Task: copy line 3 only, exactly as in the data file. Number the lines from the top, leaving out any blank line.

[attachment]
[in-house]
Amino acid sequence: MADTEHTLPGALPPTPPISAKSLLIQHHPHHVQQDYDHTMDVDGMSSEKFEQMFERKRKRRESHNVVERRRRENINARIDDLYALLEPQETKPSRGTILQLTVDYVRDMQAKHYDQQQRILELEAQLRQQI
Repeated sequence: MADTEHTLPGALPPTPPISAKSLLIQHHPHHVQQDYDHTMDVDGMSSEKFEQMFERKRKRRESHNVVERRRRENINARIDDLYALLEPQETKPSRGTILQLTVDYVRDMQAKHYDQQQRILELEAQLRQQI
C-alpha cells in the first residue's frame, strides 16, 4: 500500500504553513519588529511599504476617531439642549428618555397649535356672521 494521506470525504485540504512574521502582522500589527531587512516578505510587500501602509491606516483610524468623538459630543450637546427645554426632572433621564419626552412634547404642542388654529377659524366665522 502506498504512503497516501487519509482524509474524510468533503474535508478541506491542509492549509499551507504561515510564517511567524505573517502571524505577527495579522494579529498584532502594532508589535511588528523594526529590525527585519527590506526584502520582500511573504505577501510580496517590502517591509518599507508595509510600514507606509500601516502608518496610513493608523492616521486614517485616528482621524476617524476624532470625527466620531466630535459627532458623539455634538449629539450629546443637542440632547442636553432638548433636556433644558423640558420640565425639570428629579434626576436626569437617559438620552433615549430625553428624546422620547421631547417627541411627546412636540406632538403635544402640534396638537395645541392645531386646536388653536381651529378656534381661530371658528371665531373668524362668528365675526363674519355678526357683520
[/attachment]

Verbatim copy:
Repeated sequence: MADTEHTLPGALPPTPPISAKSLLIQHHPHHVQQDYDHTMDVDGMSSEKFEQMFERKRKRRESHNVVERRRRENINARIDDLYALLEPQETKPSRGTILQLTVDYVRDMQAKHYDQQQRILELEAQLRQQI